J'ai eune suée d'fraid. I've got a bad cold. As in English, the Jèrriais word fraid means cold in the the sense of temperature and in the sense of the illness.
Someone might ask you: Coumme est qu'tu'es? How are you? Or alternatively, the question might be: Tch'est qu'i' y'a? What's the matter?
If you have a headache, you would say: J'ai ma la tête. If you have a sore throat, you would say: J'ai ma la gorge. Your friends and colleagues might say that you are blianc l'tou des dginnes (white around the gills i.e. green around the gills). If you are feeling really bad, you could say: J'sis malade coumme un tchian (I'm as sick as a dog).
If you are really ill, perhaps you should go and see lé docteu (the doctor) who would take your tempéthatuthe (temperature) and might give you eune înjection (an injection). But perhaps you will get eune prescription (a prescription) for du sitho (cough mixture), d'la méd'cinne (medicine) or des boulets (some pills). In that case you would go siez l'apotitchi (to the chemist's).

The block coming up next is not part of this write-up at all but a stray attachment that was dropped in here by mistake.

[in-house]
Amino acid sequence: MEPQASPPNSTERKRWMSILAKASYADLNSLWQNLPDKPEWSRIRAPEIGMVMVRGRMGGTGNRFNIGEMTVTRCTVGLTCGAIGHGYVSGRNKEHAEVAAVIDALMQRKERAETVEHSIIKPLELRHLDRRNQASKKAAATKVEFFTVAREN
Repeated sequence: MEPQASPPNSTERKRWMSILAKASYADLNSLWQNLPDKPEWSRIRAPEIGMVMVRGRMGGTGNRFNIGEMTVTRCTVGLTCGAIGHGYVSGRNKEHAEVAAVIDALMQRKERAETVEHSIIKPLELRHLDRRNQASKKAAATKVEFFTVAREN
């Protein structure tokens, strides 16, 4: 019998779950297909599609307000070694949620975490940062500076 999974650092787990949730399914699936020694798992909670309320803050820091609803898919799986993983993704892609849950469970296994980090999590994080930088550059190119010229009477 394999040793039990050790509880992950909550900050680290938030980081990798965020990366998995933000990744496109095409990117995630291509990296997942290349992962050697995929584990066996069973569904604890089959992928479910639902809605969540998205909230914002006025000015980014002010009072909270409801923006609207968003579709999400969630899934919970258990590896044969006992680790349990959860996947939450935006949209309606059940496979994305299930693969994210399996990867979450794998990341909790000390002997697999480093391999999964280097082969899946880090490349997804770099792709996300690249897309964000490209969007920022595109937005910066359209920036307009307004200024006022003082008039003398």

Let's hope it's not so bad that you have to go to l'Hôpita (the Hospital). But at least you would have les nosses (the nurses) pouor vos souongni (to look after you).
Tchiques jours au liet (a few days in bed) might do some good, et un mio d'èrpos (and a bit of rest).
Èrdgéthiss'-ous bétôt! (Get well soon!)
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